- Meanwhile combine the remaining salsa ingredients in a bowl.
- Once the saganaki cheese is cooked on both sides, transfer to a plate and top with the salsa. Enjoy.
What is your favourite cheese dish? Has this post inspired any new ideas?
I was nervous about cooking with spices, and as a result, tended to avoid cooking curries, except maybe with the assistance of a curry paste. After spending time living in the UK however, and watching a multitude of cooking shows, I grew confident enough to make curries and dishes using the base spices and mixing my own blends.
Indian cuisine is hugely popular in Britain and elsewhere around the globe, although one of the UK’s most popular dishes, Chicken Tikka Masala is not Indian in origin, and was created specifically for the milder British palate, and the majority of Indian Restaurants in the UK are run by Bangladeshis & Pakistanis and are influenced by those regions.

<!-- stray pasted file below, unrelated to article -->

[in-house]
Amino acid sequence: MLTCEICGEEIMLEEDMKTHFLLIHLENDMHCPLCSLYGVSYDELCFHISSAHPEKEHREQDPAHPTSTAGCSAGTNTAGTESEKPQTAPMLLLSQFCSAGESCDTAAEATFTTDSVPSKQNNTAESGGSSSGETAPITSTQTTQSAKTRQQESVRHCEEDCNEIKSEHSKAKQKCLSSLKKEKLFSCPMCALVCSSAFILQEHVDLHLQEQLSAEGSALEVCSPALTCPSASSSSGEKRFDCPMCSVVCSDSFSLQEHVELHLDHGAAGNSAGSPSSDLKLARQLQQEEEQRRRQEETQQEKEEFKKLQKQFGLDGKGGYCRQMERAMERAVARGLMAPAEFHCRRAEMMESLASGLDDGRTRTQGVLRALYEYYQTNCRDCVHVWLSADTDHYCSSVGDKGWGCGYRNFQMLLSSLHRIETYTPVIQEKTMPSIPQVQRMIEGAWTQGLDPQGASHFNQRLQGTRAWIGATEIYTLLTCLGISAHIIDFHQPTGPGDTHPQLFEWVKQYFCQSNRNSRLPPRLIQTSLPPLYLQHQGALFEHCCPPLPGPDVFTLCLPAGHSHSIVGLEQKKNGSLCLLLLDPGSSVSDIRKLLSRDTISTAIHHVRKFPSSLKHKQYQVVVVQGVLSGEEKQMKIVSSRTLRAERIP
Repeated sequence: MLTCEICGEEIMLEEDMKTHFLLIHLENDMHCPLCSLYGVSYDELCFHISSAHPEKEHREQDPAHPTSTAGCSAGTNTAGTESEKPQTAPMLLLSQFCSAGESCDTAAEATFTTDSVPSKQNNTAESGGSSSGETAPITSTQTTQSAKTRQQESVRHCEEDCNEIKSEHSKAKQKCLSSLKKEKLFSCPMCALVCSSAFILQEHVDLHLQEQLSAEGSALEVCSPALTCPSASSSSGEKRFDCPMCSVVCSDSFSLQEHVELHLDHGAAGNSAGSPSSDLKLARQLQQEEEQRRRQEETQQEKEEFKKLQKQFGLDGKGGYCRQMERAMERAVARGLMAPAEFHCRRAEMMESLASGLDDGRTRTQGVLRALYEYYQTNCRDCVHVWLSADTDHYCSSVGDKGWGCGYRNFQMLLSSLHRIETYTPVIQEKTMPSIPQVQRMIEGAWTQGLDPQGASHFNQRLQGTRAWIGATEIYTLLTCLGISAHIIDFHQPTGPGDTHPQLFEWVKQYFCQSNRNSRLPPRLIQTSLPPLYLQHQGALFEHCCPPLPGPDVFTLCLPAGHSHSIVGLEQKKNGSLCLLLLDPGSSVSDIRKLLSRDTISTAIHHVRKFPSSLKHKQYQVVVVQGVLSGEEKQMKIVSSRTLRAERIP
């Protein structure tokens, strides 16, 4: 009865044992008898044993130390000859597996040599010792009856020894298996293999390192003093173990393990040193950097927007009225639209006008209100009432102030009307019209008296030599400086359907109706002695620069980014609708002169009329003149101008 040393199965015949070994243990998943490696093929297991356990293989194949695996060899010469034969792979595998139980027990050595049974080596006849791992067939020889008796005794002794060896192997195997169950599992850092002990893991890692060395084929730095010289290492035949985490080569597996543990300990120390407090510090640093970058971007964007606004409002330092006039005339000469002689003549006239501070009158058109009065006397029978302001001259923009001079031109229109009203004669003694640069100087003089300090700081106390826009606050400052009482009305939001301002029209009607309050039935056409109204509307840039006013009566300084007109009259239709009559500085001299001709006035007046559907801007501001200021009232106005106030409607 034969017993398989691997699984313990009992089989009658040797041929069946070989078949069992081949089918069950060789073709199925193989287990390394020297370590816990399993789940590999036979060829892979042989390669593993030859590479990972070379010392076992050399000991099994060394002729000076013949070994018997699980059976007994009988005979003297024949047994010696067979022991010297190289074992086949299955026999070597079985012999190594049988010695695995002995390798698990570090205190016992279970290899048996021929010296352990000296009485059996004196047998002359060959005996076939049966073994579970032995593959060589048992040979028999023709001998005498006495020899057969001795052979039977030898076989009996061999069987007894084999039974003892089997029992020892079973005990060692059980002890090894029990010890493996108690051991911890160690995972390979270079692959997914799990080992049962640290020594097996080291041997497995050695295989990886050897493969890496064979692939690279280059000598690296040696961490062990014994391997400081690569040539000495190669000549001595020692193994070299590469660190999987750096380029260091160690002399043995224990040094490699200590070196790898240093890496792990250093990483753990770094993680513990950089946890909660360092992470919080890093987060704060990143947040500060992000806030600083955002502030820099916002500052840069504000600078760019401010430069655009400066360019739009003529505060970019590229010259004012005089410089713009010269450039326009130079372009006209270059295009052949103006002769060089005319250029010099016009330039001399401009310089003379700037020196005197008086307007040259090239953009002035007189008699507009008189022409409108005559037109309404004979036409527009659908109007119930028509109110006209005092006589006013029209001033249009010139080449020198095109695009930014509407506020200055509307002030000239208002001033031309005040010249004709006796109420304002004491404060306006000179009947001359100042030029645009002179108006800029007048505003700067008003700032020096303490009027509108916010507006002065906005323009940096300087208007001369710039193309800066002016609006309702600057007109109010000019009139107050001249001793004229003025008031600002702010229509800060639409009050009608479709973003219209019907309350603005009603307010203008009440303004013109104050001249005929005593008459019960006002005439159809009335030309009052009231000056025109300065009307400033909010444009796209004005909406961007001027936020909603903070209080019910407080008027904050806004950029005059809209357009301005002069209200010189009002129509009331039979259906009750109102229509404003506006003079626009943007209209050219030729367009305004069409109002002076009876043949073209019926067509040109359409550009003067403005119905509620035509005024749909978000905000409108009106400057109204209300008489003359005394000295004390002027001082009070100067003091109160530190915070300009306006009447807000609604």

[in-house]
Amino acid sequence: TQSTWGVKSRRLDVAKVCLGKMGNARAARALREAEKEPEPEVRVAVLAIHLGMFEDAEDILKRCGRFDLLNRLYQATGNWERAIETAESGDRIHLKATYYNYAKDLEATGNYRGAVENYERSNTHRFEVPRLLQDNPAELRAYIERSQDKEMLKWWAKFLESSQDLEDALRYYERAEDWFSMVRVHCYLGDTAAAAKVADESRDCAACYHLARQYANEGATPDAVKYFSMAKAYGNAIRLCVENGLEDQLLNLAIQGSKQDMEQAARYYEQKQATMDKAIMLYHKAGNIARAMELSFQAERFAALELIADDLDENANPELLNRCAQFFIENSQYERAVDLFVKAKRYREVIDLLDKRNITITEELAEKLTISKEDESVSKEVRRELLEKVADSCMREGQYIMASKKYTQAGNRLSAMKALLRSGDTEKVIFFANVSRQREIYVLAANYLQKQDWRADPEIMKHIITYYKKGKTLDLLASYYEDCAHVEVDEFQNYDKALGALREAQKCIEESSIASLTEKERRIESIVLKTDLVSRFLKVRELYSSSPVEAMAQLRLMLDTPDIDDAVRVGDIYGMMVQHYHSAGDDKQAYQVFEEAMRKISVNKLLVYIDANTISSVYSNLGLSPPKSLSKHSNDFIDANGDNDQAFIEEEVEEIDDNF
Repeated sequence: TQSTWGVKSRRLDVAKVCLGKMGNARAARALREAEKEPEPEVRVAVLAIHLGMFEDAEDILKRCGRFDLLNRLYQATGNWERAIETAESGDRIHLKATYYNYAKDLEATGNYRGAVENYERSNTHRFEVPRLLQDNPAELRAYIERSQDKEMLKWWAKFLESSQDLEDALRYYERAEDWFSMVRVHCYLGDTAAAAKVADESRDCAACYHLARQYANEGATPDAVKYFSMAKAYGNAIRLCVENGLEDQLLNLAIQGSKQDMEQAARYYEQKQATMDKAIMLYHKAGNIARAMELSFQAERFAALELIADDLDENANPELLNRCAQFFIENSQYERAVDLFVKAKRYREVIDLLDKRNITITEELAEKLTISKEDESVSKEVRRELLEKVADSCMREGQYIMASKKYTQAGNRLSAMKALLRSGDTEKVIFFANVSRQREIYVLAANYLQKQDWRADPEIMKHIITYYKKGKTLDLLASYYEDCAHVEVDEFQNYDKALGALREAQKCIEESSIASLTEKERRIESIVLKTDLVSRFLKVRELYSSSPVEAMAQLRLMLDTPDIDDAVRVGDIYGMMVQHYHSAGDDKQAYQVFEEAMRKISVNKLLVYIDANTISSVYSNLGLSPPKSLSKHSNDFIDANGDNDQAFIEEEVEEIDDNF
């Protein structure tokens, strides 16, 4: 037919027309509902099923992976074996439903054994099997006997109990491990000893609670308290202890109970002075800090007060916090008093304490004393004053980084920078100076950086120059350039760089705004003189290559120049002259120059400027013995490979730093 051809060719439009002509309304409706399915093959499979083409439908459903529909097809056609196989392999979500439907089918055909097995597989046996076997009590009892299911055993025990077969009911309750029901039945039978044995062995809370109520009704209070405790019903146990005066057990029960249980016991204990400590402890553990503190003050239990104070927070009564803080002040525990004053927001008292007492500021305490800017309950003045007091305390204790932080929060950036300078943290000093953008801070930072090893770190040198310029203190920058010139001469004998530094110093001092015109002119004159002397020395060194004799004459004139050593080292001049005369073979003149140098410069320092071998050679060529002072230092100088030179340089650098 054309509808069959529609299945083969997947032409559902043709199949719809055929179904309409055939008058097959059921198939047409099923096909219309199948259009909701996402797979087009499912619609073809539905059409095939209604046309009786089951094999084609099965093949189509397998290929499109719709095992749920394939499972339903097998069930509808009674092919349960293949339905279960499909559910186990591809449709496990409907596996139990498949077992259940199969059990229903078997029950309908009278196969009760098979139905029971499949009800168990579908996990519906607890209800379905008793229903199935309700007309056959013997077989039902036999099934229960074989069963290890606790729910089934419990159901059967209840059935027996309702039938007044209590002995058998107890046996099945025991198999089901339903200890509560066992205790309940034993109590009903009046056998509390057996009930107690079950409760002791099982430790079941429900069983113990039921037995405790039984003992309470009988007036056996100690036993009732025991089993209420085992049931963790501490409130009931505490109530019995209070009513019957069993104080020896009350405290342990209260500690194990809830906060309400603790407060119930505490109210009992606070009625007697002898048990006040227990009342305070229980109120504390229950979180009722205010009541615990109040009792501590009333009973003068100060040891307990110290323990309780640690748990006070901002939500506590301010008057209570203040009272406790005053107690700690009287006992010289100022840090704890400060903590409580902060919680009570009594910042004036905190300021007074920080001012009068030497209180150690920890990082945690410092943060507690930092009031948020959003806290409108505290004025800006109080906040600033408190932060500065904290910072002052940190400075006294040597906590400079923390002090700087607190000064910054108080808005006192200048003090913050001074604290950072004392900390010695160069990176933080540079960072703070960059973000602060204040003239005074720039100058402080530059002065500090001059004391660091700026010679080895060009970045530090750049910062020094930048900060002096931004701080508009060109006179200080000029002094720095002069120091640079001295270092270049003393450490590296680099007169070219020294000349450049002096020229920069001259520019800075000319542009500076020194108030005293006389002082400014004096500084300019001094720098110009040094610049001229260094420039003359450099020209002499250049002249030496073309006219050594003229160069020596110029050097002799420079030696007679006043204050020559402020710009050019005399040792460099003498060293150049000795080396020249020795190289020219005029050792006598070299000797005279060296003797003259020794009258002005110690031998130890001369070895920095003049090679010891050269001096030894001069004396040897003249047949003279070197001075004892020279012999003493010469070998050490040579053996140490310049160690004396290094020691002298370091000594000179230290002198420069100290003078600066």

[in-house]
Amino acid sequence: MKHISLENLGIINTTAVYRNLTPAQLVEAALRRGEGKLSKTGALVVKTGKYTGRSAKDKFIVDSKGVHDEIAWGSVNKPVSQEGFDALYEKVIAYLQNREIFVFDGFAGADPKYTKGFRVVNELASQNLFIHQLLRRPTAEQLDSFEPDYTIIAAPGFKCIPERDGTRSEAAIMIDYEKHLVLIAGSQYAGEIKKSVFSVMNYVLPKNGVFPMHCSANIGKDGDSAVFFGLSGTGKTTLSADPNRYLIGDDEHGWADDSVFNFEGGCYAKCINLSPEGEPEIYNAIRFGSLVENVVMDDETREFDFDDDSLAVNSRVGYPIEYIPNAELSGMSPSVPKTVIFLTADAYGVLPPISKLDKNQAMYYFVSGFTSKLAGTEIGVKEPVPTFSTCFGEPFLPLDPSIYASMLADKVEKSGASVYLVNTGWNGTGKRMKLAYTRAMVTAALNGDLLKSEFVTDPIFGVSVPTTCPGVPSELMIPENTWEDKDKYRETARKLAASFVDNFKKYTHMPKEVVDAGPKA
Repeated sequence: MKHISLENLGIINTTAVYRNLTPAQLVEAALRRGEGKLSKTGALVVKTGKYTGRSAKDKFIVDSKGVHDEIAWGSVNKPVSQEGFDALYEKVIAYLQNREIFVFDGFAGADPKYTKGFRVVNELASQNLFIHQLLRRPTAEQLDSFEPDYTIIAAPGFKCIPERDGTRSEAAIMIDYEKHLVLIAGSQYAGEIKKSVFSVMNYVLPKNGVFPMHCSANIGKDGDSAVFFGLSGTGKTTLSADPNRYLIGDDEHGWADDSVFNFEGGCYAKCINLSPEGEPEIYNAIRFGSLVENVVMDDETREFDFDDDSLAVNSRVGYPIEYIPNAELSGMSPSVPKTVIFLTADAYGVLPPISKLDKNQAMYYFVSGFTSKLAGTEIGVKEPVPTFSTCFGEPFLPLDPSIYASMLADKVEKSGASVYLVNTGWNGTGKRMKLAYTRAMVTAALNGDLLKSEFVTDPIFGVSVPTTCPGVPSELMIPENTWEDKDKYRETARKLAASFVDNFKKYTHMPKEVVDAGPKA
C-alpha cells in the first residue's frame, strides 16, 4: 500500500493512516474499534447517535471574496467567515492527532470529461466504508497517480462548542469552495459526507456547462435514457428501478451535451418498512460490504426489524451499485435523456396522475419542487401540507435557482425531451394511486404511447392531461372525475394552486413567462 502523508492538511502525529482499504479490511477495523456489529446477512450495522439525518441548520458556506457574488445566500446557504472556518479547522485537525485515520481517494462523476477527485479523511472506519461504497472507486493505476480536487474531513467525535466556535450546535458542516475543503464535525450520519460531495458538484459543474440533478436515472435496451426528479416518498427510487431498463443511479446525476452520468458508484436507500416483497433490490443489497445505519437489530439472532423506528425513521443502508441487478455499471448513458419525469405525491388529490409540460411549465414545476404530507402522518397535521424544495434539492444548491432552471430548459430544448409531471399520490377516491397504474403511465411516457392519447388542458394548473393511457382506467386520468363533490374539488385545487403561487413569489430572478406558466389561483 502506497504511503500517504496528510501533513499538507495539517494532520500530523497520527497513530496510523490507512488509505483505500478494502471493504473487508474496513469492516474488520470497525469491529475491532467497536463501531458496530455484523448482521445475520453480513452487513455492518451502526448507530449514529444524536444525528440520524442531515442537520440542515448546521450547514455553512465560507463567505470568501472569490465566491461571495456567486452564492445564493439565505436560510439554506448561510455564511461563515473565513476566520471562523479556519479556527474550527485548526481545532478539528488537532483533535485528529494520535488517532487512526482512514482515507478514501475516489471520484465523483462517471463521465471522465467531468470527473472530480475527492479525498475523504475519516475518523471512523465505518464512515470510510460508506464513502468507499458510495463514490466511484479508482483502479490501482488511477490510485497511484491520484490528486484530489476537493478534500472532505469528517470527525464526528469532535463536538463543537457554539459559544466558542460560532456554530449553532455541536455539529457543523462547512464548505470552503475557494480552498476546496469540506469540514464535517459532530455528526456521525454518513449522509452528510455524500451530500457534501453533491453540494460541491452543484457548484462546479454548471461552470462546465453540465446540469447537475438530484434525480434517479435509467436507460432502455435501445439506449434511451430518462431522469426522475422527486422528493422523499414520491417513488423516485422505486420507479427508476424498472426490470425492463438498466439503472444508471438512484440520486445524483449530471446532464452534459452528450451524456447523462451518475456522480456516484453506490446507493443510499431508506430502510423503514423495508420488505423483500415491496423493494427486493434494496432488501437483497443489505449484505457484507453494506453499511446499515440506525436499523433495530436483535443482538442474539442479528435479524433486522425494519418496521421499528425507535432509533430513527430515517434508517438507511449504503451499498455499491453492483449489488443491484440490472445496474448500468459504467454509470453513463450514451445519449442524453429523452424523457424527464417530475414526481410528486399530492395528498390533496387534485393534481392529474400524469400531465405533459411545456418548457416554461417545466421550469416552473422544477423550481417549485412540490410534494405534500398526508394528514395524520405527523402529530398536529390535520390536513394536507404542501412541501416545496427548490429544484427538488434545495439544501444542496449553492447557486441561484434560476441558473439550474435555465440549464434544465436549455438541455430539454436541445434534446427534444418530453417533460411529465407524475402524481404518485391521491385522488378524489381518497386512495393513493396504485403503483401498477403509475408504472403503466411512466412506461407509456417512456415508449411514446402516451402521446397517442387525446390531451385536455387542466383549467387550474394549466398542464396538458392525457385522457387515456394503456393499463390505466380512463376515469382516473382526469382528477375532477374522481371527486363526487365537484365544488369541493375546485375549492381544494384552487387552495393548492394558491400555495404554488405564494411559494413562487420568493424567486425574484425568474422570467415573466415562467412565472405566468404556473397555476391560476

It is recommended when using spices, you buy whole spices, dry roast the spices [ie cook them without any oil over a low to medium heat – be careful to keep the spices moving so they roast evenly and only cook until lightly toasted and the aroma is released, don’t let the spices burn], then grind to get maximum flavour into your dish. Spices can be ground in a coffee grinder or a with a pestle and mortar.
Dal (also spelled Dahl or Daal, or Dhal) is one of my favourite vegetarian recipes. You can serve this alongside other Indian inspired dishes, and / or with rice. I tend to eat a bowl of Dal with a warm naan bread and skip the rice. This is the kind of dish that is even better reheated the next day after all of the flavours have had extra time to infuse.
Don’t be daunted by the long list of ingredients in this recipe, once you have everything assembled, it is quite straight forward.
Serves 6 [or 4 with leftovers for lunch the next day if you are lucky, also freezes well]